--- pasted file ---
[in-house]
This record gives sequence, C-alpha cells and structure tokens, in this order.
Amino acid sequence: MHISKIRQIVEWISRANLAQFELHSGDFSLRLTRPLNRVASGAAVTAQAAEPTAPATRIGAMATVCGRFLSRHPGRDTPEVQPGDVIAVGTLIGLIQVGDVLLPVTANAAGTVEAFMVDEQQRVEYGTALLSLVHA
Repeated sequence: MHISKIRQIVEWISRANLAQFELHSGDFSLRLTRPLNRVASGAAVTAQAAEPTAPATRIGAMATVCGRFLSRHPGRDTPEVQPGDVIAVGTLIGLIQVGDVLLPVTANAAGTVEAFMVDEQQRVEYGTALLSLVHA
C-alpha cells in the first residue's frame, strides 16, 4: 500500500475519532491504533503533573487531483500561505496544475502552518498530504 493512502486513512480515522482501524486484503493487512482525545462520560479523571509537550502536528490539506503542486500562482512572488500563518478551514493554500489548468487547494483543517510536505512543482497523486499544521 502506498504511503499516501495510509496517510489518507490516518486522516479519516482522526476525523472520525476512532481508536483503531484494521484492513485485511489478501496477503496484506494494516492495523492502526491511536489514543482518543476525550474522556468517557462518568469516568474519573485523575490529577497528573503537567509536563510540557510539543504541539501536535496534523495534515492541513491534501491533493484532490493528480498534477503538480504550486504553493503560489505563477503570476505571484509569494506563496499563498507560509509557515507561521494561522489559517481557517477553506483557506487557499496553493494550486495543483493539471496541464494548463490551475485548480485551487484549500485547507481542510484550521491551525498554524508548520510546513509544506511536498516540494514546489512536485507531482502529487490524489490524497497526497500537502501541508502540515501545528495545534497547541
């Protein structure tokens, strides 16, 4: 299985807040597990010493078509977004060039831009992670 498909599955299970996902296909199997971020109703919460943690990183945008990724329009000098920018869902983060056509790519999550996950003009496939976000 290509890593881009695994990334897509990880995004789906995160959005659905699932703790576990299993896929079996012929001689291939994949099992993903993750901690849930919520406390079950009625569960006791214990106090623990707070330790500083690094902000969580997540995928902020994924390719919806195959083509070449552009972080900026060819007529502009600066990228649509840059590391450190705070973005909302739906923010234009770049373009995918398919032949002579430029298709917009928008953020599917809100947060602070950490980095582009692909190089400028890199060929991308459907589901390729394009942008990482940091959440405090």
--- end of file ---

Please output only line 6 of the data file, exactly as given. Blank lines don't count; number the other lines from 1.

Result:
């Protein structure tokens, strides 16, 4: 299985807040597990010493078509977004060039831009992670 498909599955299970996902296909199997971020109703919460943690990183945008990724329009000098920018869902983060056509790519999550996950003009496939976000 290509890593881009695994990334897509990880995004789906995160959005659905699932703790576990299993896929079996012929001689291939994949099992993903993750901690849930919520406390079950009625569960006791214990106090623990707070330790500083690094902000969580997540995928902020994924390719919806195959083509070449552009972080900026060819007529502009600066990228649509840059590391450190705070973005909302739906923010234009770049373009995918398919032949002579430029298709917009928008953020599917809100947060602070950490980095582009692909190089400028890199060929991308459907589901390729394009942008990482940091959440405090």